Although several elegant methods have been developed that achieve selective expression of opsins in dopamine cells, all of these methods are restricted to specific lines of genetically engineered rats and mice. A major goal of this study was to develop an alternative targeting strategy that could theoretically work in any animal. To that end, we used a previously characterized rat TH promoter to restrict the expression of ChR2. By infusing the virus directly into the VTA, we restrict the expression to dopaminergic neurons in this region only. Our in vivo neurochemical data demonstrate the effectiveness of this approach in a standard outbred wild-type rat strain. Optical stimulation of the VTA induced reliable dopamine efflux in the nucleus accumbens core with release dynamics consistent with previously published uptake and release values for this brain region. In addition, exquisite temporal and spatial control of dopamine release was achieved. High frequency, phasic stimulation resulted in large, rapid dopamine transients whereas longer duration, tonic stimulation evoked smaller but more sustained patterns of dopamine release. Importantly, dopamine release was restricted to VTA terminal fields in the nucleus accumbens. No detectable dopamine transients were observed when the recording electrode was moved to the dorsal striatum, which does not receive appreciable dopamine innervations from the VTA. In a previous study, where a non-selective AAV was used to express ChR2 in the substantia nigra, which preferentially innervates the dorsal, but not ventral striatum, similar spatial precision was achieved (Bass et al., 2010). Optical activation of the SN evoked dopamine transients in the dorsal striatum but not the nucleus accumbens. Dopamine neurons in the VTA and SN have distinct roles in various behavioral phenomena including motivation, reinforcement and learning (Steinberg and Janak, 2012; Stuber et al., 2012; Watabe-Uchida et al., 2012). Therefore, the ability to control dopamine release specifically, without induction of other neurotransmitters, in anatomically distinct terminal fields is crucial. The activation of both of these dopamine circuits using traditional electrical or pharmacological approaches may result in different (and more complex) behavioral consequences, and precludes our ability to establish a causal relationship between dopamine release in distinct brain regions and behavior changes. Importantly, although the VTA sends a robust dopamine projection to the nucleus accumbens, it also projects to the amygdala, prefrontal cortex and hippocampus (Beckstead et al., 1979; Swanson, 1982), which are also likely involved in the control of ethanol drinking. Optical stimulation of the VTA undoubtedly triggers dopamine efflux in these other brain areas, although the present study did not assess dopamine efflux in these regions. Thus, although these data provide causal evidence that VTA dopamine neurons directly modulate voluntary ethanol drinking behaviors, further studies will be needed to establish whether VTA dopamine terminal fields in the nucleus accumbens alone play a causal role in ethanol drinking behaviors.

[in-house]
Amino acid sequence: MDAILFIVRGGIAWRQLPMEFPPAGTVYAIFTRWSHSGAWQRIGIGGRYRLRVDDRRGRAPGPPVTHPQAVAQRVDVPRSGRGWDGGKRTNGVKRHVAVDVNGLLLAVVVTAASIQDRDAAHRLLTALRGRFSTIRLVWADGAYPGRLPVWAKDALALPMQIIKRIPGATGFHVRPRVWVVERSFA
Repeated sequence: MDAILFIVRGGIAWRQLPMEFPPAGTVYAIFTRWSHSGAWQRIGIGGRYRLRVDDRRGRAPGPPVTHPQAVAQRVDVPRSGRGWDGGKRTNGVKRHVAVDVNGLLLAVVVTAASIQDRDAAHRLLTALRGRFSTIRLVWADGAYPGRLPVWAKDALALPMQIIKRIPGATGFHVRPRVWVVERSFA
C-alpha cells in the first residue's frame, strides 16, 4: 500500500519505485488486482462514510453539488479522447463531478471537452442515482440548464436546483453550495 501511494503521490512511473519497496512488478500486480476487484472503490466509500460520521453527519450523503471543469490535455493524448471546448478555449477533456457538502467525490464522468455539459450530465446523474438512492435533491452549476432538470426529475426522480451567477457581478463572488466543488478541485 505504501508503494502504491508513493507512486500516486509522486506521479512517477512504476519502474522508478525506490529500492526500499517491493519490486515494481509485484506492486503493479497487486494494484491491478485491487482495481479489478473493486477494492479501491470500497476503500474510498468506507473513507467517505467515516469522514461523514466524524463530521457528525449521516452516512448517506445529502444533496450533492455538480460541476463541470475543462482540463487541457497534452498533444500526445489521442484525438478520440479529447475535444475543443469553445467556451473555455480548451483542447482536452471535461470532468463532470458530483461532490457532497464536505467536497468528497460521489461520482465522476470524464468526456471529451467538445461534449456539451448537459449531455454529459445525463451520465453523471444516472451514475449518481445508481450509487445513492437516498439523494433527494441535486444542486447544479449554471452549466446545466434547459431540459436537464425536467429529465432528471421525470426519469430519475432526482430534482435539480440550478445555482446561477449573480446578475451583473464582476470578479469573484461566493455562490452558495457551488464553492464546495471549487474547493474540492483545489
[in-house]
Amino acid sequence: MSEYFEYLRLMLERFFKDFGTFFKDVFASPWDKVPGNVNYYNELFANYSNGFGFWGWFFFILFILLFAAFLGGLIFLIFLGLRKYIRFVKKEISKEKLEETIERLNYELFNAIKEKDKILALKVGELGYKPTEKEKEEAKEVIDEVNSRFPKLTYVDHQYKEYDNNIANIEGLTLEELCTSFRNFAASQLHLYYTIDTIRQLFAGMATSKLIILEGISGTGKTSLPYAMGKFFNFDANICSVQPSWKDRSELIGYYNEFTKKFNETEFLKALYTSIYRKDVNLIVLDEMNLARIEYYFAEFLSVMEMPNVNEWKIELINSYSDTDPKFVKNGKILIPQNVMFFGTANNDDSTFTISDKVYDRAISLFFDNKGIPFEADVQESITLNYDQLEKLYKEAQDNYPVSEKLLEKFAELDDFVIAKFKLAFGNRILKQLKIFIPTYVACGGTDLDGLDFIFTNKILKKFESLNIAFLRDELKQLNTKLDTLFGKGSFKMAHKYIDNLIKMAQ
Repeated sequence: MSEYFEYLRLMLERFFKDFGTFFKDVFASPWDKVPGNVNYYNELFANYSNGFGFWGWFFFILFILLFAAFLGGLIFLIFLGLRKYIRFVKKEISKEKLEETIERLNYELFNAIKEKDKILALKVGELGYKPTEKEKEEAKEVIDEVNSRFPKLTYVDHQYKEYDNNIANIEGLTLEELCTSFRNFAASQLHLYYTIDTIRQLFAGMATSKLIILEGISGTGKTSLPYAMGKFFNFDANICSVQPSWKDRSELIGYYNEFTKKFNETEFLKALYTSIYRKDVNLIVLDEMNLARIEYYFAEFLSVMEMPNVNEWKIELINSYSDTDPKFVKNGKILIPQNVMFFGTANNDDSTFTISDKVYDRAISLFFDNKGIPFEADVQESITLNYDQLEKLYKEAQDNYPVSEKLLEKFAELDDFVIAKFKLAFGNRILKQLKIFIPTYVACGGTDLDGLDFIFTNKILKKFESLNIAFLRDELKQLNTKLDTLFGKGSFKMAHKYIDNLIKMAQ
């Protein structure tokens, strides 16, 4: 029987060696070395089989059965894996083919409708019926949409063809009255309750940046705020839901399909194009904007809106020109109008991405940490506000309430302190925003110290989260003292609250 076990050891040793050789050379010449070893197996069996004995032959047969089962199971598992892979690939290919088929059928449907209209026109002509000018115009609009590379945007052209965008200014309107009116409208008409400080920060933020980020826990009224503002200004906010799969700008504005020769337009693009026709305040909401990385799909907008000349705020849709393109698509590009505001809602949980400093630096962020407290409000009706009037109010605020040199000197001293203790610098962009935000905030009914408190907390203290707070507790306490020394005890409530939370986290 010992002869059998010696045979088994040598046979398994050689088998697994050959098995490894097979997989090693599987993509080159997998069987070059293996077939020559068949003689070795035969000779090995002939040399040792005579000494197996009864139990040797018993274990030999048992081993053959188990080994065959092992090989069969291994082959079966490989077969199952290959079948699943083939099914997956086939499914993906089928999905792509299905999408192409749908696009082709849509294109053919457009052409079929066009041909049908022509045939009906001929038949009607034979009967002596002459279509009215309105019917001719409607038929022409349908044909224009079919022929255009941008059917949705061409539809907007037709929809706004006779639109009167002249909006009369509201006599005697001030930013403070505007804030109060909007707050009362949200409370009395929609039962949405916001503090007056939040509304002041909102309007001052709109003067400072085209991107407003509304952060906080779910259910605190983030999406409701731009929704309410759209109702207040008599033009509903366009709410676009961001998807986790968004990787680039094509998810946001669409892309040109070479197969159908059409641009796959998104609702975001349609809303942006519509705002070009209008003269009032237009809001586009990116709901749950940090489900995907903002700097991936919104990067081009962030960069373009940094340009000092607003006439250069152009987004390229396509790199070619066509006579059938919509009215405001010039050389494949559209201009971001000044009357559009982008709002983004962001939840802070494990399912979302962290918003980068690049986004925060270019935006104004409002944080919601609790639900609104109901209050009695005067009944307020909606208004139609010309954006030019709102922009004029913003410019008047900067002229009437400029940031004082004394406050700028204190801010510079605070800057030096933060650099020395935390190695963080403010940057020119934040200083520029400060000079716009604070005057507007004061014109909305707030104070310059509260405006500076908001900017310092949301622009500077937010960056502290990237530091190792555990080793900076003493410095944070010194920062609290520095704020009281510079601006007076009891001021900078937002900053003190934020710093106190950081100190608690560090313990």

It is well known that dopamine neurons exhibit two main firing modes: single spikes at a frequency of ~5 Hz and bursts of several action potentials at higher frequencies (≥20 Hz) (Grace and Bunney, 1983; Schultz et al., 1993; Anstrom et al., 2009). These firing patterns generate distinct tonic and phasic patterns of dopamine release, resulting in dopamine concentration fluctuations on a time scale of several minutes and seconds, respectively (Wightman and Robinson, 2002; Owesson-White et al., 2012). These patterns appear to subserve different functions that result in distinct behavioral consequences. Our results clearly demonstrate that both phasic and tonic patterns of dopamine release can be reproduced in the rat nucleus accumbens by optical stimulation of the VTA. These dopamine increases were time-locked to the light stimulation and their amplitudes were within the range seen with natural dopamine fluctuations as measured by voltammetry.